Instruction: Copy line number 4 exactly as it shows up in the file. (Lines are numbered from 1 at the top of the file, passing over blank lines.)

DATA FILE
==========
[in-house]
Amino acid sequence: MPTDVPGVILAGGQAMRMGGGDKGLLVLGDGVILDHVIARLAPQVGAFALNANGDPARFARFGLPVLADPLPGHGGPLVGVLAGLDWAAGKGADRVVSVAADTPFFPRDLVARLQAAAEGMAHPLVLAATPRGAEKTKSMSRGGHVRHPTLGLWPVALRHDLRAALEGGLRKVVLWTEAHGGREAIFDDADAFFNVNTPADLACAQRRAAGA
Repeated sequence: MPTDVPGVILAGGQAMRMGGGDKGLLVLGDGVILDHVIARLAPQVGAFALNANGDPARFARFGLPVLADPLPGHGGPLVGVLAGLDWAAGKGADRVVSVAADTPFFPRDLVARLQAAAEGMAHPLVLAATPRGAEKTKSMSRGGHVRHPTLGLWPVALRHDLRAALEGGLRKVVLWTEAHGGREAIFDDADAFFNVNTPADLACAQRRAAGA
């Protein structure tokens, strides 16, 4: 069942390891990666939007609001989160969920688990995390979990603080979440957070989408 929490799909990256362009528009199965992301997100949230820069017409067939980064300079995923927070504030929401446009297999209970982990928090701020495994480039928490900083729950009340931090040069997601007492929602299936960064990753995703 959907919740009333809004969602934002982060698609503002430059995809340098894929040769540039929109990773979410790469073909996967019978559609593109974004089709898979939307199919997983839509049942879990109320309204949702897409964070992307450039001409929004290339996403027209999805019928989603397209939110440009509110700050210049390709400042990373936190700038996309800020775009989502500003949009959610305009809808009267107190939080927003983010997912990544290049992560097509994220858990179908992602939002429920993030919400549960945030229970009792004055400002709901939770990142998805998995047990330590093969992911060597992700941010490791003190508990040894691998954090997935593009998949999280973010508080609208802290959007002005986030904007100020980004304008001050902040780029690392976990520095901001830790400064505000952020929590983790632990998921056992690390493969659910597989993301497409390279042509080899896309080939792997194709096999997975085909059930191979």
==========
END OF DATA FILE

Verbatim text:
């Protein structure tokens, strides 16, 4: 069942390891990666939007609001989160969920688990995390979990603080979440957070989408 929490799909990256362009528009199965992301997100949230820069017409067939980064300079995923927070504030929401446009297999209970982990928090701020495994480039928490900083729950009340931090040069997601007492929602299936960064990753995703 959907919740009333809004969602934002982060698609503002430059995809340098894929040769540039929109990773979410790469073909996967019978559609593109974004089709898979939307199919997983839509049942879990109320309204949702897409964070992307450039001409929004290339996403027209999805019928989603397209939110440009509110700050210049390709400042990373936190700038996309800020775009989502500003949009959610305009809808009267107190939080927003983010997912990544290049992560097509994220858990179908992602939002429920993030919400549960945030229970009792004055400002709901939770990142998805998995047990330590093969992911060597992700941010490791003190508990040894691998954090997935593009998949999280973010508080609208802290959007002005986030904007100020980004304008001050902040780029690392976990520095901001830790400064505000952020929590983790632990998921056992690390493969659910597989993301497409390279042509080899896309080939792997194709096999997975085909059930191979």